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Q: Energy Efficiency of Seafreight vs. Roadfreight ( No Answer,   4 Comments )
Subject: Energy Efficiency of Seafreight vs. Roadfreight
Category: Science > Physics
Asked by: nzarnie-ga
List Price: $10.00
Posted: 22 Mar 2006 14:02 PST
Expires: 21 Apr 2006 15:02 PDT
Question ID: 710690
I've heard that seafreight is more energy efficient than roadfreight. 
I'm just wondering - by how much?  Can somebody find me a comparitive
study between shipping a weight of cargo per distance by both
seafreight and roadfreight (US truck).

And by energy efficient, I probably mean by the BTU rating of the fuel
used - being Bunker @ approx 150.000 BTU/gallon and On-highway Diesel
@ approx 139,000 BTU/gallon.

My business is bottled water and I'm curious to know the efficiency of
importing bottled water from New Zealand vs trucking from a domestic
source on the other side of the country.  So no, it's not a homework

Clarification of Question by nzarnie-ga on 22 Mar 2006 16:08 PST
I've found this document that outlines ton-miles for
container-on-barge shipping.  Not quite what I'm looking for, but
something like this would answer my question...Aaron

Clarification of Question by nzarnie-ga on 22 Mar 2006 16:09 PST
And that link would be...

Request for Question Clarification by hedgie-ga on 22 Mar 2006 22:37 PST
Sea transport is the most fuel efficient of the three transport modes
 (train truck sea)

 Does that mean it makes sense to ship water, from continent to continent,
 or even from one end of the country to another?

"Assume it takes $2000 to get our water from Suva to Long Beach and
other $3000 from Long Beach to Cambridge. That 8,000 mile journey
costs about $0.21 per bottle, about a fifth of the water's retail
price. In other words, while it's probably the major component of
product cost, outpacing the cost of packaging and labor, it's quite
possible to make a profit shipping water from Fiji to Boston..."
"A double bottom line analysis - considering environmental as well as
financial implications - raises some disturbing questions. With
shrinking oil supplies and oil at $50+ a barrel, how long can we
sustain a world where it's economically feasible to ship drinking
water 8,000 miles?"

Should we not ask first if it susteinable, and sensible thing to do,
 to ship water around the planet?

Clarification of Question by nzarnie-ga on 23 Mar 2006 04:34 PST
Hi Hedgie, that sure is a can of worms I won?t touch.

I see what you?re saying, but I feel you neglect to see that we?re not
talking about a commodity.  If it were solely about a commodity, then
we?d all be drinking from the tap.

My particular water is sold as an epicurean water.  It is not sold in
plastic and you will never see it on the shelf of a supermarket ? it
will never be a commodity product.

There are several things that do rile me about the Water Industry, but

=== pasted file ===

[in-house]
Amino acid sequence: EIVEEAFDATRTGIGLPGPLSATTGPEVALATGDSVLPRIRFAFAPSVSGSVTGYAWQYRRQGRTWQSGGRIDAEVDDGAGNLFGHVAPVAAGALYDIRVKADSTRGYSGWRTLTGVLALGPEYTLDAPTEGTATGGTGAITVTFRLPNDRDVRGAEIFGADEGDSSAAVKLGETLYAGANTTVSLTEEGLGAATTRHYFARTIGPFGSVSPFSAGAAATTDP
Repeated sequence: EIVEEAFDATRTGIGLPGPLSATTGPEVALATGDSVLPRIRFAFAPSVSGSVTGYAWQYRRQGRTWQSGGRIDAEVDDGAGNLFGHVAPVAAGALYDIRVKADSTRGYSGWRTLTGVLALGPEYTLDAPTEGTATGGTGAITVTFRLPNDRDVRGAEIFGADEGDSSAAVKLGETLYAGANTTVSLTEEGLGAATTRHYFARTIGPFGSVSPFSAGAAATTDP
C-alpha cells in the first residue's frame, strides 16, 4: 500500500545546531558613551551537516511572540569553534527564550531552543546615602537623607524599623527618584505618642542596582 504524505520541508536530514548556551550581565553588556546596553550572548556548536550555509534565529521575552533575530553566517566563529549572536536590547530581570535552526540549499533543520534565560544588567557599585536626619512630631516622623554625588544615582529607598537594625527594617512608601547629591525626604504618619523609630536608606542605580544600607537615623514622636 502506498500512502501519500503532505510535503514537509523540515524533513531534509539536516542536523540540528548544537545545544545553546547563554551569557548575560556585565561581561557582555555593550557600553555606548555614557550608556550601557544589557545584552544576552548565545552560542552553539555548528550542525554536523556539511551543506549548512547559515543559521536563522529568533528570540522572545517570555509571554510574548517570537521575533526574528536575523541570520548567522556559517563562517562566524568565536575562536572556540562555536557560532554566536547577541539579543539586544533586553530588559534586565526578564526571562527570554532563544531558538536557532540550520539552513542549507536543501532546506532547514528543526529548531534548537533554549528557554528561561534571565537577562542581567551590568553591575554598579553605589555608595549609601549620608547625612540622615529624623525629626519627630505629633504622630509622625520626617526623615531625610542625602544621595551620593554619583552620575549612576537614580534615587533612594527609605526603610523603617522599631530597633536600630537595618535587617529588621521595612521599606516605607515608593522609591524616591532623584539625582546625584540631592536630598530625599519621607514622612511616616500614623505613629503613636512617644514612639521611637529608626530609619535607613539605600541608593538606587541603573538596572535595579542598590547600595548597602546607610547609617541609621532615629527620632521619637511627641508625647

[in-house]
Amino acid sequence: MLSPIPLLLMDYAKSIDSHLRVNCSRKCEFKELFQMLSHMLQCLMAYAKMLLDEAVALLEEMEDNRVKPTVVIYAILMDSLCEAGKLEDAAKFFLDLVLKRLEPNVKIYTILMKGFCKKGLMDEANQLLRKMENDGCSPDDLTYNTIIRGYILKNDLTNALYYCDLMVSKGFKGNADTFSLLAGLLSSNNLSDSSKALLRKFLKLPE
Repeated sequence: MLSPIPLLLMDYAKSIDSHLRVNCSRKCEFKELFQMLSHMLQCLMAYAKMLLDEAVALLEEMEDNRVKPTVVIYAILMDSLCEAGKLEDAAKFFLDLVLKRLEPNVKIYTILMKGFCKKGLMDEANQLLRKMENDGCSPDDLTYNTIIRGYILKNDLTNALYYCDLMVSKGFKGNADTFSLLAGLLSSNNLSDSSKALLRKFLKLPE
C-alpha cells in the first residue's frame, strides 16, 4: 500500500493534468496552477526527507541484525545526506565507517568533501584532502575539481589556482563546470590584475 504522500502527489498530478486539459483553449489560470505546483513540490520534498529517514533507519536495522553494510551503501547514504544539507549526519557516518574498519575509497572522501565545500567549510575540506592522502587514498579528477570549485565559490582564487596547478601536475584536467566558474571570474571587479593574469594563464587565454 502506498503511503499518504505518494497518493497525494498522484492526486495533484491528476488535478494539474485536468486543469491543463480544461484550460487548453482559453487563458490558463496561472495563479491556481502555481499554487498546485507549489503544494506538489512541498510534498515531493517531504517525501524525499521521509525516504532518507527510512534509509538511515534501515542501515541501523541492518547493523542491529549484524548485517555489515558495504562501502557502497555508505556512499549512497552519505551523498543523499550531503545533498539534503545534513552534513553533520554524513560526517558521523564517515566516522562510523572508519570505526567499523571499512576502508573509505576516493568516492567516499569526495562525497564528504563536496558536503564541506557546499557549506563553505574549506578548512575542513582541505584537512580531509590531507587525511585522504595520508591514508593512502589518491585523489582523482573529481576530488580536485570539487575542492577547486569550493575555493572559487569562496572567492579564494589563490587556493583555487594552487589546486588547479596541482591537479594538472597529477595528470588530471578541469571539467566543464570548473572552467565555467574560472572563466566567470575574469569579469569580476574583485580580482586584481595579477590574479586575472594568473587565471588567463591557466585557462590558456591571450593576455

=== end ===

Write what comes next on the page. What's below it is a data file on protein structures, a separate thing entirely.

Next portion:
they're better left to an appropriate forum.


Request for Question Clarification by vik-ga on 07 Apr 2006 15:51 PDT
Are you assuming freight being shipped in twenty-tonne-equivalent
(TEU) containers on both sea and road?

Vik :v)
There is no answer at this time.

Subject: Re: Energy Efficiency of Seafreight vs. Roadfreight
From: hardtofindbooks-ga on 22 Mar 2006 21:08 PST
Hi nzarnie

there are some Oz figures comparing Road, Rail and Sea freight here;
Subject: Re: Energy Efficiency of Seafreight vs. Roadfreight
From: nzarnie-ga on 23 Mar 2006 04:36 PST
Thank you hardtofindbooks - I gave it a quick glance and found some
insightful information.  I'll go through it in detail tomorrow. 
Thanks again...Aaron
Subject: Re: Energy Efficiency of Seafreight vs. Roadfreight
From: marcusl-ga on 04 Apr 2006 14:44 PDT
18 wheel Semi-truck/trailers with chemical tanks generally carry a
50,000 pound liquid load. A similar weight in bottles of water for a
traditional bed. You can figure about 7 miles per gallon for a diesel
truck like this on average. Can be anywhere between about 5 and 9,
depending. Let's say 2500 miles for cross country journey, at 7 miles
per gallon, that's 357 gallons of diesel, which is 49.6(10^6) BTUs
total to ship 50,000 pounds, for 993 BTUs/pound shipping over 2500

Data for cargo ships was harder to come by, but it seems to be capable
of shipping 1 ton of cargo 500 miles on gallon of gas, 500
ton-miles/gallon effieciency rating. Let's say 10,000 miles from fiji,
that's 20 gallons per ton. shipping 25 tons to make it the same as the
truck comparison, that's 500 gallons. 150,000 BTU/gallon for the
shipping fuel gives 75(10^6)BTUs to ship 50,000 pounds. That's 1500
BTUs/pound for shipping 10,000 miles.

So to shipping something by sea 4 times farther than by land costs
less than twice as much. so for the same unit distance going by sea is
significantly more efficient in terms of energy usage, at least doubly

Appreciate rating, I just started =)
Subject: Re: Energy Efficiency of Seafreight vs. Roadfreight
From: nzarnie-ga on 26 May 2006 18:07 PDT
Thanks Marcus, that's great.  I've only just seen your reply, as I had
no notification and I hadn't logged on until just now.  Sorry for the
late reply.

I appreciate the effort and answer, which is what I was after.

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